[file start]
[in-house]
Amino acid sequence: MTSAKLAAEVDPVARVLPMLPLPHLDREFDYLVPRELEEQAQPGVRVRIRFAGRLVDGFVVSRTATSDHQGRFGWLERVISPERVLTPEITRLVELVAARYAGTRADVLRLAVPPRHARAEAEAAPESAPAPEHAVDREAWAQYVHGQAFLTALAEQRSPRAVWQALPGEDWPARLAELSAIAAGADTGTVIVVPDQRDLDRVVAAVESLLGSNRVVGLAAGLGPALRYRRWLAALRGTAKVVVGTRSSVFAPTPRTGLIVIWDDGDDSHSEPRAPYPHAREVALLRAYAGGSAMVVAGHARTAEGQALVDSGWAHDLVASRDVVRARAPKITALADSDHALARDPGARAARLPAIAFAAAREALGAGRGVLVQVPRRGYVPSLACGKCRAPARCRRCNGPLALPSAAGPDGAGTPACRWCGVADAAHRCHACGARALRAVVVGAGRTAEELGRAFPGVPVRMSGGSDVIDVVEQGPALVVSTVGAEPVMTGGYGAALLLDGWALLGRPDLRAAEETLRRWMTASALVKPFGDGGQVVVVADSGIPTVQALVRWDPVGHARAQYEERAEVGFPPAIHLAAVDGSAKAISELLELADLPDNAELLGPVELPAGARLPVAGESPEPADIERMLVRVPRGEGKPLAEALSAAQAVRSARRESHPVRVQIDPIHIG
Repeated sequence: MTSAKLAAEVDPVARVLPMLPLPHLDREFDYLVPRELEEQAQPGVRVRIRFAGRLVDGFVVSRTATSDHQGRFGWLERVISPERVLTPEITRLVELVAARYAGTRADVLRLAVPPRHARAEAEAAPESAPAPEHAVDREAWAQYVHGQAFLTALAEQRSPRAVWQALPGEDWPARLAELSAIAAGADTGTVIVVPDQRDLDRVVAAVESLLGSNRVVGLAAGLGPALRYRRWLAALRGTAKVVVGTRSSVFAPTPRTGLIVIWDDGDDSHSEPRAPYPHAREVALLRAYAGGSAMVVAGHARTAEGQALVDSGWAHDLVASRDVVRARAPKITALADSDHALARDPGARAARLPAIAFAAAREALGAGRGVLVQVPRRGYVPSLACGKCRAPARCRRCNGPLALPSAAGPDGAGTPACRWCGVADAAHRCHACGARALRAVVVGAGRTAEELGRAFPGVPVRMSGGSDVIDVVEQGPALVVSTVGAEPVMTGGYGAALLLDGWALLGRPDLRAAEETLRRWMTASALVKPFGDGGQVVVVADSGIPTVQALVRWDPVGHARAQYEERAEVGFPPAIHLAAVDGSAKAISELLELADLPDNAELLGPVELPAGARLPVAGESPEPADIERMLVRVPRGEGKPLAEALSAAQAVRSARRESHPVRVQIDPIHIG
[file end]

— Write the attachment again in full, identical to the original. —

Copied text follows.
[in-house]
Amino acid sequence: MTSAKLAAEVDPVARVLPMLPLPHLDREFDYLVPRELEEQAQPGVRVRIRFAGRLVDGFVVSRTATSDHQGRFGWLERVISPERVLTPEITRLVELVAARYAGTRADVLRLAVPPRHARAEAEAAPESAPAPEHAVDREAWAQYVHGQAFLTALAEQRSPRAVWQALPGEDWPARLAELSAIAAGADTGTVIVVPDQRDLDRVVAAVESLLGSNRVVGLAAGLGPALRYRRWLAALRGTAKVVVGTRSSVFAPTPRTGLIVIWDDGDDSHSEPRAPYPHAREVALLRAYAGGSAMVVAGHARTAEGQALVDSGWAHDLVASRDVVRARAPKITALADSDHALARDPGARAARLPAIAFAAAREALGAGRGVLVQVPRRGYVPSLACGKCRAPARCRRCNGPLALPSAAGPDGAGTPACRWCGVADAAHRCHACGARALRAVVVGAGRTAEELGRAFPGVPVRMSGGSDVIDVVEQGPALVVSTVGAEPVMTGGYGAALLLDGWALLGRPDLRAAEETLRRWMTASALVKPFGDGGQVVVVADSGIPTVQALVRWDPVGHARAQYEERAEVGFPPAIHLAAVDGSAKAISELLELADLPDNAELLGPVELPAGARLPVAGESPEPADIERMLVRVPRGEGKPLAEALSAAQAVRSARRESHPVRVQIDPIHIG
Repeated sequence: MTSAKLAAEVDPVARVLPMLPLPHLDREFDYLVPRELEEQAQPGVRVRIRFAGRLVDGFVVSRTATSDHQGRFGWLERVISPERVLTPEITRLVELVAARYAGTRADVLRLAVPPRHARAEAEAAPESAPAPEHAVDREAWAQYVHGQAFLTALAEQRSPRAVWQALPGEDWPARLAELSAIAAGADTGTVIVVPDQRDLDRVVAAVESLLGSNRVVGLAAGLGPALRYRRWLAALRGTAKVVVGTRSSVFAPTPRTGLIVIWDDGDDSHSEPRAPYPHAREVALLRAYAGGSAMVVAGHARTAEGQALVDSGWAHDLVASRDVVRARAPKITALADSDHALARDPGARAARLPAIAFAAAREALGAGRGVLVQVPRRGYVPSLACGKCRAPARCRRCNGPLALPSAAGPDGAGTPACRWCGVADAAHRCHACGARALRAVVVGAGRTAEELGRAFPGVPVRMSGGSDVIDVVEQGPALVVSTVGAEPVMTGGYGAALLLDGWALLGRPDLRAAEETLRRWMTASALVKPFGDGGQVVVVADSGIPTVQALVRWDPVGHARAQYEERAEVGFPPAIHLAAVDGSAKAISELLELADLPDNAELLGPVELPAGARLPVAGESPEPADIERMLVRVPRGEGKPLAEALSAAQAVRSARRESHPVRVQIDPIHIG